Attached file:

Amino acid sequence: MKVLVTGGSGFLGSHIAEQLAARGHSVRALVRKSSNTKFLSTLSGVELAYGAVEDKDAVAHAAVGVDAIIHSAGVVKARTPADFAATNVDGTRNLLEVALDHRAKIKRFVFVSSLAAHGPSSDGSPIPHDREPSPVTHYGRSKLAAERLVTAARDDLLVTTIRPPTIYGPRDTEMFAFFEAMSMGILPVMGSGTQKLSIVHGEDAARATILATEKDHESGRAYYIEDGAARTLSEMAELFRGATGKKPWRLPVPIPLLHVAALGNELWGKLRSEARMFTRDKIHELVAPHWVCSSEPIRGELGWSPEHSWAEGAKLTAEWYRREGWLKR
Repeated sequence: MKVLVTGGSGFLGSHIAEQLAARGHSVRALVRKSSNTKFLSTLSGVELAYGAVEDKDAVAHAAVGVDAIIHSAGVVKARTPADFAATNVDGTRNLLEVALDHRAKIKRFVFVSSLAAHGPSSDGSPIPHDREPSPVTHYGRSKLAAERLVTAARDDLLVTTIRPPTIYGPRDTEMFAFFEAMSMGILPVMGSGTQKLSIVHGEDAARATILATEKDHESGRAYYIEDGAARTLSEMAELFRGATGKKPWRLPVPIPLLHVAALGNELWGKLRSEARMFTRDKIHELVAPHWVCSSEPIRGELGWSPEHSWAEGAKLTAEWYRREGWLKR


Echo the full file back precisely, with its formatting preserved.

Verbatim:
Amino acid sequence: MKVLVTGGSGFLGSHIAEQLAARGHSVRALVRKSSNTKFLSTLSGVELAYGAVEDKDAVAHAAVGVDAIIHSAGVVKARTPADFAATNVDGTRNLLEVALDHRAKIKRFVFVSSLAAHGPSSDGSPIPHDREPSPVTHYGRSKLAAERLVTAARDDLLVTTIRPPTIYGPRDTEMFAFFEAMSMGILPVMGSGTQKLSIVHGEDAARATILATEKDHESGRAYYIEDGAARTLSEMAELFRGATGKKPWRLPVPIPLLHVAALGNELWGKLRSEARMFTRDKIHELVAPHWVCSSEPIRGELGWSPEHSWAEGAKLTAEWYRREGWLKR
Repeated sequence: MKVLVTGGSGFLGSHIAEQLAARGHSVRALVRKSSNTKFLSTLSGVELAYGAVEDKDAVAHAAVGVDAIIHSAGVVKARTPADFAATNVDGTRNLLEVALDHRAKIKRFVFVSSLAAHGPSSDGSPIPHDREPSPVTHYGRSKLAAERLVTAARDDLLVTTIRPPTIYGPRDTEMFAFFEAMSMGILPVMGSGTQKLSIVHGEDAARATILATEKDHESGRAYYIEDGAARTLSEMAELFRGATGKKPWRLPVPIPLLHVAALGNELWGKLRSEARMFTRDKIHELVAPHWVCSSEPIRGELGWSPEHSWAEGAKLTAEWYRREGWLKR